A Whitehall source said the UK Government would now press ahead with one freeport in Scotland and aimed to have a site selected next year.

They said the SNP-Green administration’s decision meant Scotland would now miss out on the chance of a second freeport, with any ‘green port’ being little more than an enterprise zone offering very limited devolved tax breaks, principally lower LBTT.

Liz Cameron, chief executive of the Scottish Chambers of Commerce, said the breakdown between UK and Scottish ministers was "an incredibly disappointing development"

She added: "This situation should have been avoided and many businesses will view the lack of cooperation and partnership with dismay.

“The UK Government’s decision to move forward on its own, whilst disappointing, will be welcomed by many ports who have invested significant time and money in anticipation for bidding for the status.

"We need to receive details urgently of how businesses can bid and what the next steps are. We cannot afford any further delays especially when Scotland is already behind other parts of the UK, impacting on our ability to attract global investment.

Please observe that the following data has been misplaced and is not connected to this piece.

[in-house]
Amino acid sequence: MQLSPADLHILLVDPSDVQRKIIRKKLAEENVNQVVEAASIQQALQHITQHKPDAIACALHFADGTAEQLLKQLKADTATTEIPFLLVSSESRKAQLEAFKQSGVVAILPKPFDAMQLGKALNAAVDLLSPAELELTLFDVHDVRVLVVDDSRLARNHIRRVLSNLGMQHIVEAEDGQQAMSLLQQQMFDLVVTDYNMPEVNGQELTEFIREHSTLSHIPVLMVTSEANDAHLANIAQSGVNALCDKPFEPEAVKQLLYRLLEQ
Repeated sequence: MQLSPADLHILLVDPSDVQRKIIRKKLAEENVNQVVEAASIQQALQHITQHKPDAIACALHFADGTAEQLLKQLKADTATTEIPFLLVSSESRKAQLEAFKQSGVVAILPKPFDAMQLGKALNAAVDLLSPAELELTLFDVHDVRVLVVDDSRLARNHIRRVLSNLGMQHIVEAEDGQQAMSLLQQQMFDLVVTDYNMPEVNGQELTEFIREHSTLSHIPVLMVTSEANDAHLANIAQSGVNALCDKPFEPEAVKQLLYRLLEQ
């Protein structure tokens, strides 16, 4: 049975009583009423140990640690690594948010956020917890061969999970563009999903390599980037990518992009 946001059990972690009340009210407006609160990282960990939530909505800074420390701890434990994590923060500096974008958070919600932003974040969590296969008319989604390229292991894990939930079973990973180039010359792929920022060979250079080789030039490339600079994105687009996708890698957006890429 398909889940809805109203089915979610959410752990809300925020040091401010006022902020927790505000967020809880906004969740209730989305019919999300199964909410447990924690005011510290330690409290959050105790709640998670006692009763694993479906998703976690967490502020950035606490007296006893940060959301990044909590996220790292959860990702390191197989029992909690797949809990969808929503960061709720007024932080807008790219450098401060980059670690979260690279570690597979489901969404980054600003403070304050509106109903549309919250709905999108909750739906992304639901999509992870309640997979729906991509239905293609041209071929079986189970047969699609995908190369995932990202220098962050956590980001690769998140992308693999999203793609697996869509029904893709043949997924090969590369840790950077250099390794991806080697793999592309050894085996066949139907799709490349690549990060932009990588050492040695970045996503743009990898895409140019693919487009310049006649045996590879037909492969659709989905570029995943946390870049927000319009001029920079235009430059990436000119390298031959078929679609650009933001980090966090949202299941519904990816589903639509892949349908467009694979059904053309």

We also understand the Scottish Government intends to pursue its green ports model. Business will need the detail of how this will operate and will urgently need confirmation from both governments that investment incentives will be mirrored across the UK to prevent competitive disadvantage for Scottish businesses.”

A Scotland Office spokesperson said: “The UK Government's freeport model embraces the highest employment and environmental standards.

“It is disappointing that despite strenuous efforts to work together, the Scottish Government is choosing not to work with us to bring freeports to Scotland. There is a strong appetite from businesses and it would boost the economy and create jobs.

“We will continue to work to ensure that Scotland can enjoy the benefits of the model.”